Tuesday, December 18, 2012

Violence and its Offspring

Last Thursday, I went to bed thinking, “after work tomorrow I’ll put on ‘The Boondock Saints’ and do some packing.”  Then, the unthinkable happened.  My brain refused to comprehend, how could anyone, ever, pick up a gun, point it at children, and pull the trigger?  And I got to thinking, but this tragedy happens every day.  People, even children, die as a result of violence, and we mostly don’t hear about it, because they’re often from a low socio-economic stratum that the media and all us middle-class people can’t be bothered with.  Why?  Why does this kind of thing happen, ever, much less every single day?

After work on Friday, I couldn’t bring myself to watch anything violent.  I thought, even if it is one of my favorite movies, “Boondock Saints” is one of those things people mean when they say our culture glorifies violence.

Yes, I have a taste for movies that are gory and for songs that talk about violent revolution.  But I’m not especially proud of this about myself.  It’s not something I would want to pass on to the kids I’ll never have.  Violence may appeal to me in a way, but it’s not something I want to remain in the world.

Because when we’re immersed in violent media, in military metaphors, in a huge subculture devoted to killing animals, and our constant glorification of the actual military, it’s easier for violence to happen when it shouldn’t.  I’m not saying we ought to blame all violence and crime on movies or video games.  That’s foolishness.  I want to go through life not even hurting an animal much less a person, yet I listen to Eminem and I watch action movies with high body counts.  There’s not necessarily a direct causal relationship.  But we’re taught, from day 1, that sometimes it’s okay to kill people and it’s always okay to kill animals.  That some peoples’ jobs are to kill other people and that that’s a heroic job to have.  That people with guns who aren’t afraid to commit violence are tough and manly.

Where do the lines blur?  When two kids spend their days imagining blowing the heads off bad guys, when does one kid realize those bad guys are human beings whose death is tragic as all death is, and the other kid start thinking blowing heads off anybody they don’t like is okay?

I wish we lived in a world where ending a person’s life was never seen as okay.  Where the military wasn’t seen as heroic, but as a necessary evil which we ought to work towards decreasing as much as possible.  Where even killing someone in the last extremity of self-defense would leave our hearts broken, though we know there was literally no other choice.  That’s a world in which tragedies would be much fewer and further between, and wouldn’t be swallowed up by the next thing to come across our TV screens.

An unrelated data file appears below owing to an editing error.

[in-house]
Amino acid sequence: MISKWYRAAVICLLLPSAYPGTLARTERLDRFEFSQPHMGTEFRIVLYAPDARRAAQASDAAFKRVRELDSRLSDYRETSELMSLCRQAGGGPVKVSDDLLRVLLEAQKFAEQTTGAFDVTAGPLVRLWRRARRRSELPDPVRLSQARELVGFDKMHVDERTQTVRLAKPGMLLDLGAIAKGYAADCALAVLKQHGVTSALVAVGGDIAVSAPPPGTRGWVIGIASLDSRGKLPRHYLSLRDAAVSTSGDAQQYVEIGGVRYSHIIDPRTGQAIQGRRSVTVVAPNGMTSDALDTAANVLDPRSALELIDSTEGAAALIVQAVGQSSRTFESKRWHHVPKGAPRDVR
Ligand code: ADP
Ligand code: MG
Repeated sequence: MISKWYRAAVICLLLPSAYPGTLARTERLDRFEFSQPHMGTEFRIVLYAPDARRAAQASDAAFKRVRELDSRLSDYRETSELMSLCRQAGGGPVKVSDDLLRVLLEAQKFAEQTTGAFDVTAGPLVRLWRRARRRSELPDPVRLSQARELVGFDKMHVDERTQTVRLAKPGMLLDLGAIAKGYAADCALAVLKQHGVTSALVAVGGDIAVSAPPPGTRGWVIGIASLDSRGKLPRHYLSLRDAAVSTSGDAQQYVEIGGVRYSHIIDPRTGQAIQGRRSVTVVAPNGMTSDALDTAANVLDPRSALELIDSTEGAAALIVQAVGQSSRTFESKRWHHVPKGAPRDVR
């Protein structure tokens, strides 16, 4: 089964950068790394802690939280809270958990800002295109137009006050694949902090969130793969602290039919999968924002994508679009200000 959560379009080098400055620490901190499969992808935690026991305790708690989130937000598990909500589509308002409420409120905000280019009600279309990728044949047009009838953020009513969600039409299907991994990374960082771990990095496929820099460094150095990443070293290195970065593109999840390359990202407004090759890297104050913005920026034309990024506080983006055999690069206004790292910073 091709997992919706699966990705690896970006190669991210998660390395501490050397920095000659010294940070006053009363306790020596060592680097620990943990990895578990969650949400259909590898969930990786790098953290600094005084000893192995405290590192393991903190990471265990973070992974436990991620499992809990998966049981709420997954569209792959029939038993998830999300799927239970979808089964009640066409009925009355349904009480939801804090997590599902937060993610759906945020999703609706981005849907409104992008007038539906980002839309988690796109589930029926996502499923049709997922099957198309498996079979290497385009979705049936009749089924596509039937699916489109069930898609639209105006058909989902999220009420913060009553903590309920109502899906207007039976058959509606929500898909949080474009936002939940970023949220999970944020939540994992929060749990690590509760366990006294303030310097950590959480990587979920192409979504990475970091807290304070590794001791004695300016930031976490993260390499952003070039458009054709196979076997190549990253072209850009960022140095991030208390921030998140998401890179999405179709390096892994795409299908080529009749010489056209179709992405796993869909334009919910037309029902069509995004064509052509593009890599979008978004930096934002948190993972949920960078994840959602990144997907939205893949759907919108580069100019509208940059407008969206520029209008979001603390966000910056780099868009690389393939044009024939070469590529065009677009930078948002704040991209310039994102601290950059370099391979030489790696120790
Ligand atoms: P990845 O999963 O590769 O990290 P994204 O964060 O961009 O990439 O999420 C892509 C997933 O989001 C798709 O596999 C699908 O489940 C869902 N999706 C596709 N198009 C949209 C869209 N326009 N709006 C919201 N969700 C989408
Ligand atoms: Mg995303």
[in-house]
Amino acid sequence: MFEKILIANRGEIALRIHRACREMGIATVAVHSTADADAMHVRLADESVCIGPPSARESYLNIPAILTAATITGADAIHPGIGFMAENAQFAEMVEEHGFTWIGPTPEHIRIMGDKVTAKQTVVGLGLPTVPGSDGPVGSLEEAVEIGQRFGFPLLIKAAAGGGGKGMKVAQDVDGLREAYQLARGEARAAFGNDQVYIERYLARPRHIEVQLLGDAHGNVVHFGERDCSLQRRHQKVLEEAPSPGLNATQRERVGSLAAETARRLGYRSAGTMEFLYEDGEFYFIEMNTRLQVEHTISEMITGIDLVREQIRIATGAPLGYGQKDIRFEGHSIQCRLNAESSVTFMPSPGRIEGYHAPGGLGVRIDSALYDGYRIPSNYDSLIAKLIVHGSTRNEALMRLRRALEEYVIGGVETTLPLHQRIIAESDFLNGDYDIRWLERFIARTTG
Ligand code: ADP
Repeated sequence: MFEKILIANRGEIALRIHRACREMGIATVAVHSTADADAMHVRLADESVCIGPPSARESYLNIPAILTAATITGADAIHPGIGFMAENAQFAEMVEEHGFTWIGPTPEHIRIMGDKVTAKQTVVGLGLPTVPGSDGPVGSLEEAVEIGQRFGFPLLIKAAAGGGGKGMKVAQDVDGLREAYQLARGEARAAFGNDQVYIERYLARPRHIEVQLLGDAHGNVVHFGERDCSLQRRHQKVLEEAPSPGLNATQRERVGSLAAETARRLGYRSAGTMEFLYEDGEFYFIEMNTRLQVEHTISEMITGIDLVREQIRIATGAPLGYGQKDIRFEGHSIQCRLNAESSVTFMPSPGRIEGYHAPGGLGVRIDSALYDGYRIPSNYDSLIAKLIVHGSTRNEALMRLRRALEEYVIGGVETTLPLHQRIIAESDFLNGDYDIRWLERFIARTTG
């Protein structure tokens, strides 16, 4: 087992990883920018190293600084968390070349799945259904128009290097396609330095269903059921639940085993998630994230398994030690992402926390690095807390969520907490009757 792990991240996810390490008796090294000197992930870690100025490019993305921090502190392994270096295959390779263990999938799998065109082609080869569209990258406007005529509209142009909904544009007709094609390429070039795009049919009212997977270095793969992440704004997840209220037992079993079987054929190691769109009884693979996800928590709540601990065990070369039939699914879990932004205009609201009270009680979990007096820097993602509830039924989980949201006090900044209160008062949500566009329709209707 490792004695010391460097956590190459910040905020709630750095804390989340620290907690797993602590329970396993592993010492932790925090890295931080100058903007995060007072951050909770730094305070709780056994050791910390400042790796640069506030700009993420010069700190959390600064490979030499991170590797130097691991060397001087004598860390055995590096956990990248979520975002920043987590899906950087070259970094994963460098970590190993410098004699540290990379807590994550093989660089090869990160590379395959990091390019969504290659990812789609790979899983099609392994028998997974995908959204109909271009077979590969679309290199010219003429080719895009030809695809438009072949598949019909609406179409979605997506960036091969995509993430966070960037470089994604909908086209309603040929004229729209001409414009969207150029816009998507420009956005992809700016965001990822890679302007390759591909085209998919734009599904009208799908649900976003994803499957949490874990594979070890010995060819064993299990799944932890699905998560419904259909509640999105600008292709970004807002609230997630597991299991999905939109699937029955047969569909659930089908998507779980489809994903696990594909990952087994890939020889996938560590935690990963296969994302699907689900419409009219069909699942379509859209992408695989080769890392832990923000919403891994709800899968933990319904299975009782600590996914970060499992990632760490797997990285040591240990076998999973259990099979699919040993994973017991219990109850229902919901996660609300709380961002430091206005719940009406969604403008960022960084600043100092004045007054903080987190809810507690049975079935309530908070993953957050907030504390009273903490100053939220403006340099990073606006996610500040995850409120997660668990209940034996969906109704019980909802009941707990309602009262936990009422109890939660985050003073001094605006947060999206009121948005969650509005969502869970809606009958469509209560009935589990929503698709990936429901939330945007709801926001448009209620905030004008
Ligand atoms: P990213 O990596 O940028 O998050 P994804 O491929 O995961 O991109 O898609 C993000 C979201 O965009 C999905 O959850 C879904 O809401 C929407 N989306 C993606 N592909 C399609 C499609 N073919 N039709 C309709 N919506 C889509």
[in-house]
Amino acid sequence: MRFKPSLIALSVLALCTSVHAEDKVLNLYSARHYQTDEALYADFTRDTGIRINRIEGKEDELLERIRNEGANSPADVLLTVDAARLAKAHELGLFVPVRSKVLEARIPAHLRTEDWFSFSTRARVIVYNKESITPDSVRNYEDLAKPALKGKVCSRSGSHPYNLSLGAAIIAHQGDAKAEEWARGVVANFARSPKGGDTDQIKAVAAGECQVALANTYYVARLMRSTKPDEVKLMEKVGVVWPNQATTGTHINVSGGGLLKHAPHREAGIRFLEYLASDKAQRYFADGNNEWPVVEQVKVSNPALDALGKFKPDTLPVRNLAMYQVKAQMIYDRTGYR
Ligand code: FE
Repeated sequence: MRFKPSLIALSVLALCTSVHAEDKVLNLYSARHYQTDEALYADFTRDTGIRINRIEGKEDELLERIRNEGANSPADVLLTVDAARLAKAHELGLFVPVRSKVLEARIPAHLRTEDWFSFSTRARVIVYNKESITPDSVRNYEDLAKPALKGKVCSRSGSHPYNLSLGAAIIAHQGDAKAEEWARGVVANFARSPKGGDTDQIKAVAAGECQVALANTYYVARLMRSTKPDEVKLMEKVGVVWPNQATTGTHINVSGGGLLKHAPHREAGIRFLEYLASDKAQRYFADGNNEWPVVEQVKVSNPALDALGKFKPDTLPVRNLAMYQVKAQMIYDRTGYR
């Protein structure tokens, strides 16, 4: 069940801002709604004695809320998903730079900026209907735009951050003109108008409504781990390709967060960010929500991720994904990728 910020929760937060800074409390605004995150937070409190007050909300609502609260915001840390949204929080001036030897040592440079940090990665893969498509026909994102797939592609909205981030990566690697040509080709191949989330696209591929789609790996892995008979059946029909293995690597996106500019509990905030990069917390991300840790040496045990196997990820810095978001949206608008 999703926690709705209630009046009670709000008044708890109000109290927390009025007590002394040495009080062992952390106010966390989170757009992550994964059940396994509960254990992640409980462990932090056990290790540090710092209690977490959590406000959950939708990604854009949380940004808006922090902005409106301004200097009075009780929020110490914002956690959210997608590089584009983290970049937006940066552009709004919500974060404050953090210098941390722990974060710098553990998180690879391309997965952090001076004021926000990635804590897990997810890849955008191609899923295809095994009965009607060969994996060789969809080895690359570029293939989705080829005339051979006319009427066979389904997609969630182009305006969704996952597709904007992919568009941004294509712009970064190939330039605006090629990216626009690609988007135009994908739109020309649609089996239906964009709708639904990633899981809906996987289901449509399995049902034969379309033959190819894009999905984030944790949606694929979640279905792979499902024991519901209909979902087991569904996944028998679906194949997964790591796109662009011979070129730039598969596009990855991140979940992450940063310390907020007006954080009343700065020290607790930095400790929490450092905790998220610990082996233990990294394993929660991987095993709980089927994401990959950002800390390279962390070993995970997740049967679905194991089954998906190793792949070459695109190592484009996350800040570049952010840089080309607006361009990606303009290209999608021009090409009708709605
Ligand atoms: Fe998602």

Most of my beloved violent movies and music are, I think, called for in this world we live in.  They’re about revolt against this harmful world system, or about doing justice against those who destroy others’ lives.  They’re not about just shooting shit up for no reason (okay, so maybe some of that Eminem stuff is. Like I said, this isn’t the thing I’m most proud of about myself).  We live in a violent world and sometimes those who live by the sword must die by it as well.  But where does it stop?  If we use violence to overthrow the institutions that fill our lives with violence and coercion, where will it end?  When we no longer need violence as a cultural narrative, will we have the courage to lay it down?  Or will we let our need to be shocked and titillated, our hobbies, our comfort zone, outweigh the lives of each day’s victims?

1 comment:

  1. Word. I feel like a total hypocrite when on the one hand I argue for tighter gun control and talk about how evil it is that the things were ever invented, and on the other hand play military video games that do their level best to simulate the same guns.

    A man of unclean lips who dwells among a people of unclean lips, I suppose.